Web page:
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The K.C. Constantine Novels

          K.C. Constantine, like Georges Simenon, writes in a normally uninteresting subgenre called police procedurals. As with M. Simenon, though, Mr. Constantine’s real subjects are not cops and robbers but rather the constant subjects of a serious novelist: husbands and wives, parents and children, class, religion, race, politics, death, sickness, hope and disappointment, love and its absence.

       His attitudes are acceptably bad: in Bottom Line Blues he spent an entire chapter attacking public libraries and in another of his books, Upon Some Midnights Clear, the villain is Christmas. This book, long out of print, is made available in its entirety further down on this page.

        If you haven’t read Mr. Constantine’s books, you should do something about your problem immediately. Here are a few reasons why:

“K.C. Constantine is a marvelous writer. May Mario Balzic thrive. . . The most poignant studies of post-Industrial Age depression in modern crime literature. His fictional setting has the idiosyncratic distinctiveness of your own thumb.”

“For a quarter century in fifteen mostly brilliant novels, Constantine has been illuminating a Rust Belt city’s economic collapse and the parabolic curve of the career and life of its chief of police, Mario Balzic. . . One of the best mystery series ever published.”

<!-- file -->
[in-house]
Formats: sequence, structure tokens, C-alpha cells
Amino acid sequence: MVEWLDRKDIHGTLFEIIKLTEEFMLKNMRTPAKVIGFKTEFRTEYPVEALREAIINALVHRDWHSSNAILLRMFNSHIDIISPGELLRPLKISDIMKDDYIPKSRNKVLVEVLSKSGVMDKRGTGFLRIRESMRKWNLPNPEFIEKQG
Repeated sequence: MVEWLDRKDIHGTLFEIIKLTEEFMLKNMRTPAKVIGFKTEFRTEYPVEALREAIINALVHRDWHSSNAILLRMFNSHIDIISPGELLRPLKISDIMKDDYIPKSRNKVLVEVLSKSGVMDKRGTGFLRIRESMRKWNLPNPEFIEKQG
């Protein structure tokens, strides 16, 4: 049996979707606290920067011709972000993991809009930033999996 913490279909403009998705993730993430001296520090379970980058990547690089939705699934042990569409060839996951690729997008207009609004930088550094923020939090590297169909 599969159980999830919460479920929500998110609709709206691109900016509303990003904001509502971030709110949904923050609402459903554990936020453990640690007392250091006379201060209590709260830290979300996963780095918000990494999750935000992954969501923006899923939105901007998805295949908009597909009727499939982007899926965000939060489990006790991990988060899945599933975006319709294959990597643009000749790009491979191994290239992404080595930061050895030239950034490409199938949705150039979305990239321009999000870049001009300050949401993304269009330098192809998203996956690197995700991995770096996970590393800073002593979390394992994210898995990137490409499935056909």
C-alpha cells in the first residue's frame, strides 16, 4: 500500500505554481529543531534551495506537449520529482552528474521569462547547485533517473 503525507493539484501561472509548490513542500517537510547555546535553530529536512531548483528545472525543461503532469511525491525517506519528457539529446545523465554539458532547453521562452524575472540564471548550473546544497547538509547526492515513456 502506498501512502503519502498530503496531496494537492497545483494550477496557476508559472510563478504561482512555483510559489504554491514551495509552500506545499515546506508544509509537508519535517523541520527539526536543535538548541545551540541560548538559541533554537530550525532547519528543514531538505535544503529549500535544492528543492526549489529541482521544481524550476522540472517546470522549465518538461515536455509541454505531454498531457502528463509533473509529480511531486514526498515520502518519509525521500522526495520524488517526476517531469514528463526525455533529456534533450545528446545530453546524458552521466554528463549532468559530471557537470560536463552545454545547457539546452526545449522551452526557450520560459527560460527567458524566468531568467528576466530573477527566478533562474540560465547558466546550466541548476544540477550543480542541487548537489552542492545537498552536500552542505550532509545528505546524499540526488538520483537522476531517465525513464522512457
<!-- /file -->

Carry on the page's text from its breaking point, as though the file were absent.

“A superb writer and social chronicler. . . No one since John O’Hara has dissected class distinctions with such sensitivity and pinpoint accuracy.”

“K.C. Constantine writes like an angel: sharply and funnily, with an ear for dialogue that matches George V. Higgins.”

“Balzic is one of the great characters in contemporary fiction. . . We read the Balzic novels for K.C. Constantine’s ear, for the way people give themselves away when they talk, for his insider’s knowledge of the way small towns work, for his understanding of people, his joy in the human comedy, and his compassion.”

“Under the guise of mysteries, Constantine writes some of the best American regional fiction appearing today.”

     Mr. Constantine--a pseudonym--lives in the small Rust Belt city called Rocksburg in his books. He does not make himself available for interviews or photographs. However he once wrote a brief self-interview for Amazon.com, and last year did the same sort of thing for the British magazine, Crime Time. These provide a few biographical facts; of more interest, they offer a look at his cast of mind and his personality. You know how to read these interviews, don’t you? You just pucker up your lips and click.

     The recent Constantine novels are available through any book store, as well as on the internet from Barnes & Noble, Amazon.com, and so on. The earlier ones are harder to find, and very valuable to collectors. One of these is set in the Rocksburg police station on a very unmerry Christmas Eve. The first chapter of Upon Some Midnights Clear may be read on screen here or printed out free.

     The complete book is $5 shareware, sent as a Portable Document Format (PDF) file which will probably take three or four minutes to download. It prints in horizontal format on standard paper, giving the effect of an open book with facing pages. Email us at remnant@badattitudes.com to order. Please include your name, mailing address and phone number. The full book will then be emailed to you, along with payment instructions.

Copyright © 2004 by Jerome Doolittle